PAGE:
Abstract

Foxp3+ regulatory T cells (Treg cells) are the central component of peripheral immune tolerance. Whereas a dysregulated Treg cytokine signature has been observed in autoimmune diseases, the regulatory mechanisms underlying pro- and anti-inflammatory cytokine production are elusive. Here, we identify an imbalance between the cytokines IFN-γ and IL-10 as a shared Treg signature present in patients with multiple sclerosis and under high-salt conditions. RNA-sequencing analysis on human Treg subpopulations revealed β-catenin as a key regulator of IFN-γ and IL-10 expression. The activated β-catenin signature was enriched in human IFN-γ+ Treg cells, as confirmed in vivo with Treg-specific β-catenin-stabilized mice exhibiting lethal autoimmunity with a dysfunctional Treg phenotype. Moreover, we identified prostaglandin E receptor 2 (PTGER2) as a regulator of IFN-γ and IL-10 production under a high-salt environment, with skewed activation of the β-catenin–SGK1–Foxo axis. Our findings reveal a novel PTGER2–β-catenin loop in Treg cells linking environmental high-salt conditions to autoimmunity.

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Data availability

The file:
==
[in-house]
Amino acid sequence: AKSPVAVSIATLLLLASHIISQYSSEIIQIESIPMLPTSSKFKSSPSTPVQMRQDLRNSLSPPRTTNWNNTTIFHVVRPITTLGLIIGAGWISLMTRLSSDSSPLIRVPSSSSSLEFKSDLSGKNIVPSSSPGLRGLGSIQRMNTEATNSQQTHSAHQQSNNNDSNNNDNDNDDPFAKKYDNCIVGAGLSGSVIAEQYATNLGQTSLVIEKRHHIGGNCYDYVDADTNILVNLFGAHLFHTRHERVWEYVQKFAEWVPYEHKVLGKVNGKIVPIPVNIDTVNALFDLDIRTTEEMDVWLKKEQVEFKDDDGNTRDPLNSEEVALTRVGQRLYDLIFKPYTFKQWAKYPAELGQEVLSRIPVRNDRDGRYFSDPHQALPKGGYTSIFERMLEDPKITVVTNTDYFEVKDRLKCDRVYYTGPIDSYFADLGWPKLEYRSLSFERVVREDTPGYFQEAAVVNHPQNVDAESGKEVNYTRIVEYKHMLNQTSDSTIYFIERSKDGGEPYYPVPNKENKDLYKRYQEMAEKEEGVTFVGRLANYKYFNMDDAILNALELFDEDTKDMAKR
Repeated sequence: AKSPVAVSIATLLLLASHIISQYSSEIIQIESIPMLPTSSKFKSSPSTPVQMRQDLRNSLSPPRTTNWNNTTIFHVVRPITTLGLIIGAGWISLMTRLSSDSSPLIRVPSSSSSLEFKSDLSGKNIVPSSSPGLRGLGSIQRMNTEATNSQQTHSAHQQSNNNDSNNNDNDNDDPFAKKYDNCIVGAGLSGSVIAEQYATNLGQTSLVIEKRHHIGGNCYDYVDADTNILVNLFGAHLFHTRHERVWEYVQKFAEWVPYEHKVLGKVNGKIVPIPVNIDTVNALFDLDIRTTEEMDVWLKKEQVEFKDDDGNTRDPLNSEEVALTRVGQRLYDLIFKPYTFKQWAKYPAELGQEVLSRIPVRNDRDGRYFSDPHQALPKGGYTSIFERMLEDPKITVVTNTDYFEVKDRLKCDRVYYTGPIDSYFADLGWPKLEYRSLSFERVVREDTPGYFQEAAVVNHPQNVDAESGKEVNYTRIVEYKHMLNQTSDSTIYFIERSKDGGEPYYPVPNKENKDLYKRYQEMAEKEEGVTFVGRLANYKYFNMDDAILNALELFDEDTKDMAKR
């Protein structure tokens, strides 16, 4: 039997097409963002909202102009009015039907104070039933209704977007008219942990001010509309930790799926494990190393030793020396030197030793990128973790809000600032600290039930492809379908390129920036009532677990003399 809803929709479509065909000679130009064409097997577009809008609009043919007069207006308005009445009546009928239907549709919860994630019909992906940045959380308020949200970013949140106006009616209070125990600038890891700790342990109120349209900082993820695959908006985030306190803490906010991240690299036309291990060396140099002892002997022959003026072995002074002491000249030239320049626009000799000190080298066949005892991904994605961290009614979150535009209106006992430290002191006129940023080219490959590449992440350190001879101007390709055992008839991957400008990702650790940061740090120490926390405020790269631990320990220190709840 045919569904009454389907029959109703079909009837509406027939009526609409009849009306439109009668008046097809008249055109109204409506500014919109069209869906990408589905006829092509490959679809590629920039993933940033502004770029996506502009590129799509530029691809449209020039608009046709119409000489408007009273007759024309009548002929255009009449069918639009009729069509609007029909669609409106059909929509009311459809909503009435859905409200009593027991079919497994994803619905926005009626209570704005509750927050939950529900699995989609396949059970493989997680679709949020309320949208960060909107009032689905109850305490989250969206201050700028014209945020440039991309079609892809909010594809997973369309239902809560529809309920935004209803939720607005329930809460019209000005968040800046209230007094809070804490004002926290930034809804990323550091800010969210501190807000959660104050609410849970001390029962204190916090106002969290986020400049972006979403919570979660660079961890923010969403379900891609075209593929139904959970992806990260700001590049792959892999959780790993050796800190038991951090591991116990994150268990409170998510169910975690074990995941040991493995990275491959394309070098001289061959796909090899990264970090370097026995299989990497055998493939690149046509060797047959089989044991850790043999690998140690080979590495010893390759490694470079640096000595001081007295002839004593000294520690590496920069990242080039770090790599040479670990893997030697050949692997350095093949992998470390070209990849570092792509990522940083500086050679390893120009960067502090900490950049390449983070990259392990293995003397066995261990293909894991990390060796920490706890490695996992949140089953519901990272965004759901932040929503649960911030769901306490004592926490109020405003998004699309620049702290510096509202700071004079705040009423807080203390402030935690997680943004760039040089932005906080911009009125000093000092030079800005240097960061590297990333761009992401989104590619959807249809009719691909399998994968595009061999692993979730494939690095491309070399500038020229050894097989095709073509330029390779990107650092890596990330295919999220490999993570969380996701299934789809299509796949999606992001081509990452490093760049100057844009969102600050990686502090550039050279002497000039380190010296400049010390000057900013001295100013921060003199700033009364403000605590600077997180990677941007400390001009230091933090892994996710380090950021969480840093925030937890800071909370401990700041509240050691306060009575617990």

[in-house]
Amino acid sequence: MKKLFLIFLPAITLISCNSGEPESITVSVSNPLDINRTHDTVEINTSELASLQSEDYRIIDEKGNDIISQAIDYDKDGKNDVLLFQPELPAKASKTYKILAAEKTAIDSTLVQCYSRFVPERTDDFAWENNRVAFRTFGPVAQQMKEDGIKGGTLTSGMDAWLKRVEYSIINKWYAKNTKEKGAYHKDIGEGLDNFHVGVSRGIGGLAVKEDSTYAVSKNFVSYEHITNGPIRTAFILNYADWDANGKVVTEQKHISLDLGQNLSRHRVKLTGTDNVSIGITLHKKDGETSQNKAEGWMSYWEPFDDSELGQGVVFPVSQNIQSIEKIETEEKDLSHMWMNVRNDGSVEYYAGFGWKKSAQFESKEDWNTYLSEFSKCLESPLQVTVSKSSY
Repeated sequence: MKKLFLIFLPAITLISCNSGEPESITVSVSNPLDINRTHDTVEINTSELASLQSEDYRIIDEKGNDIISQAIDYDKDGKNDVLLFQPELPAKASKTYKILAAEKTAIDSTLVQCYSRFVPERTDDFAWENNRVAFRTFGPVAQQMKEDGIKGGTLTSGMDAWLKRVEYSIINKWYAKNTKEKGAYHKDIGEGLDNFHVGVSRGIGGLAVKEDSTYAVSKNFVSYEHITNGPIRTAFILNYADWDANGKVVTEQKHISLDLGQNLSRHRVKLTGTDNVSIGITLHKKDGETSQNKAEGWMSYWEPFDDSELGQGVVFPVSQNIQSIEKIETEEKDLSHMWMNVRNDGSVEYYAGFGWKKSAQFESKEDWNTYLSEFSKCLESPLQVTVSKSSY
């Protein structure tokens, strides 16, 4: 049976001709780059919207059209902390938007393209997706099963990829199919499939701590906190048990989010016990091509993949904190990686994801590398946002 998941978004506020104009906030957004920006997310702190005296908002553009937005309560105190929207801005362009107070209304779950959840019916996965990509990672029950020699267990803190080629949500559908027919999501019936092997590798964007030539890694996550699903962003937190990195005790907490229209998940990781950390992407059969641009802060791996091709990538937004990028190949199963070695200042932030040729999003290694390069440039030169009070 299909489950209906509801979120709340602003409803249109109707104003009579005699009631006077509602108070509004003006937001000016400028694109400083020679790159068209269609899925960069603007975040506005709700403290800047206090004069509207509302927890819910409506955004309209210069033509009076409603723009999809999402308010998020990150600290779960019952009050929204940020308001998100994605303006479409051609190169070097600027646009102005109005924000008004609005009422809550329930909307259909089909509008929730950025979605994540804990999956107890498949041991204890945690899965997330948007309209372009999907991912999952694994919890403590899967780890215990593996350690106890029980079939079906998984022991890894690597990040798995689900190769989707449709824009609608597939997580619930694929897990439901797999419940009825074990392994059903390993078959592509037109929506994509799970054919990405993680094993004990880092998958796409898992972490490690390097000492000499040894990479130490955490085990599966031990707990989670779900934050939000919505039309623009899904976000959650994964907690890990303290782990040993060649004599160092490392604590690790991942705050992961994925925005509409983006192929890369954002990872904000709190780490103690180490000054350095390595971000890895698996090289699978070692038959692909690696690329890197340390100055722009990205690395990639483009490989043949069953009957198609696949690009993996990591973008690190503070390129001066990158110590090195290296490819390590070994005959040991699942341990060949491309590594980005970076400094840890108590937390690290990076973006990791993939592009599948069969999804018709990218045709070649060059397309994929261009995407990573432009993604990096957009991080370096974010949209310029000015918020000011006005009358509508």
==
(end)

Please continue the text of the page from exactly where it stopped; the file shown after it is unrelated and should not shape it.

RNA-seq data are available in the GEO repository under accession code GSE116283. The remaining data that support the findings of this study are available from the corresponding authors upon reasonable request.

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Acknowledgements

We thank L. Devine, C. Wang, and H. Tomita for cell sorting; E. Cheng and M. Zhang for preparation of the RNA-seq library; K. Tanaka for microscopic imaging; and M. Shimizu, H. Taniwaki, and N. Yamanaka for technical support. FIC mice were a generous gift from S. Sakaguchi (Osaka University). This work was supported by grants from the Uehara Memorial Foundation Research Fellowship, MSD Life Science Foundation Research Fellowship, LEGEND Study Abroad Grant from BioLegend, and Tomy Digital Biology (to T.S.); the Ministry of Education, Culture, Sports, Science and Technology (MEXT), JSPS KAKENHI (grant 21229010), and the Core Research for Evolutional Science and Technology (CREST) program from the Japan Science and Technology Agency (to I.K.); and the National Institutes of Health (grants P01 AI045757, U19 AI046130, U19 AI070352, and P01 AI039671) and the Nancy Taylor Foundation for Chronic Diseases (to D.A.H.). RNA-seq was conducted at the Yale Stem Cell Center Genomics Core facility, which is supported by the Connecticut Regenerative Medicine Research Fund and the Li Ka Shing Foundation.

Author information

Author notes

    • Donald M. Rodriguez

    Present address: University of Chicago, Chicago, IL, USA

    • Margarita Dominguez-Villar

    Present address: Department of Medicine, Immunology, Imperial College London, London, UK

Affiliations

  1. Departments of Neurology and Immunobiology, Yale School of Medicine, New Haven, CT, USA

    • Tomokazu Sumida
    • , Matthew R. Lincoln
    • , Chinonso M. Ukeje
    • , Donald M. Rodriguez